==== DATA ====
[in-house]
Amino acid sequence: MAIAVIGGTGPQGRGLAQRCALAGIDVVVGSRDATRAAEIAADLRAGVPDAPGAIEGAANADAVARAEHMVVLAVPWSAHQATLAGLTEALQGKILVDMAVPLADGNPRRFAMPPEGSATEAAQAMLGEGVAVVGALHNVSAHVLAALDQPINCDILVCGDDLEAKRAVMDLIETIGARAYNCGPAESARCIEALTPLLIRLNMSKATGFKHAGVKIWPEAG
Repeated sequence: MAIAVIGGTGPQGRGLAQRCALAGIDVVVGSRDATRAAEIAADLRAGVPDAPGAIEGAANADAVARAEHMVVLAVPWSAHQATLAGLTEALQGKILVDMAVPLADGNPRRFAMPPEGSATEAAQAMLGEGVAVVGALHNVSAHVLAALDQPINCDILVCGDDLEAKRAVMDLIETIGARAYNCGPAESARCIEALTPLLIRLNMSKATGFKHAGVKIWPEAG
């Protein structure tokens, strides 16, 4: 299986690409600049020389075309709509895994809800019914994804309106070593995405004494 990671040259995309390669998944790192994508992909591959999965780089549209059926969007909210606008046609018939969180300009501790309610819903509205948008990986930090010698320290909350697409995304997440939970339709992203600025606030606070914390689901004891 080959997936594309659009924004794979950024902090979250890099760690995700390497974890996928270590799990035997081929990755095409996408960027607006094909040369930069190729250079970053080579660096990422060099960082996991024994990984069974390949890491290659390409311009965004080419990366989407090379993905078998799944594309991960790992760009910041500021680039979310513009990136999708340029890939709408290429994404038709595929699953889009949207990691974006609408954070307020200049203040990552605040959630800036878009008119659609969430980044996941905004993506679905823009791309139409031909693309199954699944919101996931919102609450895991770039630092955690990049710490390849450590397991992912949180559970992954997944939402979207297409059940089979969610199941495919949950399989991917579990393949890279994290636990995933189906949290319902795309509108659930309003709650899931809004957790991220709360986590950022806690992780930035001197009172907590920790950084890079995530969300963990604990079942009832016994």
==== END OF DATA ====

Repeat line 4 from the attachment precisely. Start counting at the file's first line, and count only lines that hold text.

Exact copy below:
């Protein structure tokens, strides 16, 4: 299986690409600049020389075309709509895994809800019914994804309106070593995405004494 990671040259995309390669998944790192994508992909591959999965780089549209059926969007909210606008046609018939969180300009501790309610819903509205948008990986930090010698320290909350697409995304997440939970339709992203600025606030606070914390689901004891 080959997936594309659009924004794979950024902090979250890099760690995700390497974890996928270590799990035997081929990755095409996408960027607006094909040369930069190729250079970053080579660096990422060099960082996991024994990984069974390949890491290659390409311009965004080419990366989407090379993905078998799944594309991960790992760009910041500021680039979310513009990136999708340029890939709408290429994404038709595929699953889009949207990691974006609408954070307020200049203040990552605040959630800036878009008119659609969430980044996941905004993506679905823009791309139409031909693309199954699944919101996931919102609450895991770039630092955690990049710490390849450590397991992912949180559970992954997944939402979207297409059940089979969610199941495919949950399989991917579990393949890279994290636990995933189906949290319902795309509108659930309003709650899931809004957790991220709360986590950022806690992780930035001197009172907590920790950084890079995530969300963990604990079942009832016994």